Separation of duties has to do with separating out accounting roles so that you use everybody for what they’re best at, but not everyone has access to everything. If you don’t do it the right way, you’re exposing yourself to a lot of fraud and liability that you just don’t want.
Not long ago there was an EU case that illustrated this risk. An accountant in a small business felt like he was being bullied by some of his coworkers. As a result, he decided it was okay to steal a quarter-million pounds (nearly $326,000 USD) and spend it all on escorts and cocaine in one weekend.
That accountant is now spending two and a half years in prison. That’s doesn’t seem like enough considering the damage he did to that business!
So when you begin to think about separation of duties, there are three main roles. The first is the business owner. The owner should have a high-level view of everything that’s happening.
Next is a bill pay clerk, also known as an accounts payable clerk or AP clerk. That person collects all of the bills, makes sure the vendors are on the approved list, has the owner review and sign all the checks, then pays them at the appropriate time to maximize days of cash on hand in the business.
The other role is the assistant. Often that role can be automated. They handle the collection of the bills, make sure everything is approved, then work with the AP clerk so there are checks and balances.
The AP clerk is the first and easiest place for fraud to be committed. So there needs to be a clear separation of duties. One person needs to collect all the bills and submit everything for review. Next, the person reviewing it needs to really review it and make sure there aren’t any fake bills or double entires. Then someone without authority to sign should prepare the checks.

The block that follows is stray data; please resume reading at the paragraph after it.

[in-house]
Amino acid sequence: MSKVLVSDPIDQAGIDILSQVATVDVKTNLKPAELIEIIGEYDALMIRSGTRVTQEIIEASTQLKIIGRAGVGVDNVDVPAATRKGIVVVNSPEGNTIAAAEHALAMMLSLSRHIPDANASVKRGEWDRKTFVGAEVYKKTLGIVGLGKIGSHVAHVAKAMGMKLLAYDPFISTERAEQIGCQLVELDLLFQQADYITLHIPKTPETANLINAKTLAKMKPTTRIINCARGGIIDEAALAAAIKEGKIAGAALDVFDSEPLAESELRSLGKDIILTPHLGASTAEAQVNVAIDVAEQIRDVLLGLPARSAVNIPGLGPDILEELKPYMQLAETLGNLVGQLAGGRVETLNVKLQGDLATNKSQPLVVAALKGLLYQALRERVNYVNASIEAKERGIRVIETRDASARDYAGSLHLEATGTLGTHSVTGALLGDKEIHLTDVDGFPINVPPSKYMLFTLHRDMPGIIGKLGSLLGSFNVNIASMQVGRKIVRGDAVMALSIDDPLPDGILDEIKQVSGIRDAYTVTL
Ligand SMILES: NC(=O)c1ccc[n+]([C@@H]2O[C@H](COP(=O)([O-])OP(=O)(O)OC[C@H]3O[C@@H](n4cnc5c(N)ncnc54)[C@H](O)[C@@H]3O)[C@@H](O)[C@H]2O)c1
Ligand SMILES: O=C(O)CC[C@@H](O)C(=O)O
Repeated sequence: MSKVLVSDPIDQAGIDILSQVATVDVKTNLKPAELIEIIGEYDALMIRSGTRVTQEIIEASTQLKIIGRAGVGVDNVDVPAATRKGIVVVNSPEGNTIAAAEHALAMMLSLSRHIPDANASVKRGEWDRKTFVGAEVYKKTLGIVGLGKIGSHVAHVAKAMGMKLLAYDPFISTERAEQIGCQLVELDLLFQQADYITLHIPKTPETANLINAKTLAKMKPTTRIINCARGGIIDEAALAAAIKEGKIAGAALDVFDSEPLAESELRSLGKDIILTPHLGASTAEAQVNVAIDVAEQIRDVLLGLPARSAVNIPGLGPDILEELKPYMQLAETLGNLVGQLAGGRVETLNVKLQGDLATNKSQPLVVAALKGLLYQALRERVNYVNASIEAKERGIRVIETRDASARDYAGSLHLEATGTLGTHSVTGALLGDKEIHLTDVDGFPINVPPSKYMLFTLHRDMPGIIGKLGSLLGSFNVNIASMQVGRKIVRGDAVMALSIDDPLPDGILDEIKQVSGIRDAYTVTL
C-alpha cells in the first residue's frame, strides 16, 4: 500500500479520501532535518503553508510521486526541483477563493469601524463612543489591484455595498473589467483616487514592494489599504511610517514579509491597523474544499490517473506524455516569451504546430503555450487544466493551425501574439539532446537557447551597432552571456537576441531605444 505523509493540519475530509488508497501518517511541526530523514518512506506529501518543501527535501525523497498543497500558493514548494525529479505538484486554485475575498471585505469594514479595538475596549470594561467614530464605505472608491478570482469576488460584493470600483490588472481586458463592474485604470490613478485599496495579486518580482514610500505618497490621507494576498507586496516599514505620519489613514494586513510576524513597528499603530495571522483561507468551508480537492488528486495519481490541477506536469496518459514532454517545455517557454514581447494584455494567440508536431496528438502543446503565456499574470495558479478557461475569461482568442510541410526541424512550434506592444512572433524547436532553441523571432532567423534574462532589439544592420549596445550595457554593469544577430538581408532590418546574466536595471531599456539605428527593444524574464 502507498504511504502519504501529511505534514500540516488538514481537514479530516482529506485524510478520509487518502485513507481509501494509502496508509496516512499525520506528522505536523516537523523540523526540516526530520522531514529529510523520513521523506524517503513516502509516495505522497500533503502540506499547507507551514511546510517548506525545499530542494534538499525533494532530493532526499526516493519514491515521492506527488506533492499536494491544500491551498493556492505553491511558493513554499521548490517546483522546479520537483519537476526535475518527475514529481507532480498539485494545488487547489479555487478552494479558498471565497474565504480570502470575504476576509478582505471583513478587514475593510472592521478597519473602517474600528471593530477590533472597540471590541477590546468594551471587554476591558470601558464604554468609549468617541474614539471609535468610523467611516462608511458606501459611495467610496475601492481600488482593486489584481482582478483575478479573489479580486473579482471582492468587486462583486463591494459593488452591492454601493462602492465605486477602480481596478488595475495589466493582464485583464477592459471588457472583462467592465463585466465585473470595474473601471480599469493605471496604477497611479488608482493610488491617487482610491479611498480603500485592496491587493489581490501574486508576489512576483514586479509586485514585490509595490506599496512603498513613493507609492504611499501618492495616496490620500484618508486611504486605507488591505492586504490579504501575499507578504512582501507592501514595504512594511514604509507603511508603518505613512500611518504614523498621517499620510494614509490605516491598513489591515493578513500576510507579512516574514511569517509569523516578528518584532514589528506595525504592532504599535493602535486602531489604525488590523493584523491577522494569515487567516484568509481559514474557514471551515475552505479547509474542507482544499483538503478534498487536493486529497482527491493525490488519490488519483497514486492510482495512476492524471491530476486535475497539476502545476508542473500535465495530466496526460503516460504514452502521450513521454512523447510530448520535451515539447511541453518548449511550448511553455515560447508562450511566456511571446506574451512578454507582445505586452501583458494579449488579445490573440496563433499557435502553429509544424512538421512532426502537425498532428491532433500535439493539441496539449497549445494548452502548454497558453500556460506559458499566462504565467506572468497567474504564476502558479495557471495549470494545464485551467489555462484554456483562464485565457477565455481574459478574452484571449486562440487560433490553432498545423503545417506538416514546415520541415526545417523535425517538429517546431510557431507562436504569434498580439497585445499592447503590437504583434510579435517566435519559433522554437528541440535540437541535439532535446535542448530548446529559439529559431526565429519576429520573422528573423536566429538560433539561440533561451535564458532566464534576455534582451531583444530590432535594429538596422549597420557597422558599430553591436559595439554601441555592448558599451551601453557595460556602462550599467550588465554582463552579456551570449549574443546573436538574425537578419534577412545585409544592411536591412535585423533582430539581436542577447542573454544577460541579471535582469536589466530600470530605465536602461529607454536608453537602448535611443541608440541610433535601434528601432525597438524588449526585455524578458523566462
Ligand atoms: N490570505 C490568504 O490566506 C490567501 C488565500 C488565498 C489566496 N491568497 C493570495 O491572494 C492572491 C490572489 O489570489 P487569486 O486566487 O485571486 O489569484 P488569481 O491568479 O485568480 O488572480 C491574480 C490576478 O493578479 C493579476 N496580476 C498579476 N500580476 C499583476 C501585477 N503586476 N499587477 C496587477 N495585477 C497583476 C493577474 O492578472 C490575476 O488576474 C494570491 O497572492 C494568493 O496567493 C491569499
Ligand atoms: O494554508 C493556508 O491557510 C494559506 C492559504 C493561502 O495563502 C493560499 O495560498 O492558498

Finally, the owner should review everything and either sign or use a piece of software that pushes things out. They can use something like billpay.com. The AP clerk can load up all of your bills, check the PDFs, then confirm all the payments and due dates. The owner can log in, review everything, then just mark everything as, “Pay when due,” or “We need to review this.” Then the AP clerk pays the bills when they’re scheduled to be paid.
The owner can now go back to sales or marketing or closing deals!
If you don’t have appropriate separation of duties in place, you are flirting with danger! It’s not a matter of if you’re going to get in trouble, it’s a matter of when. So if you’re ready to outsource that, be sure there’s a system in place. Don’t try to take shortcuts. You’ll just open yourself up to a lot of liability and fraud.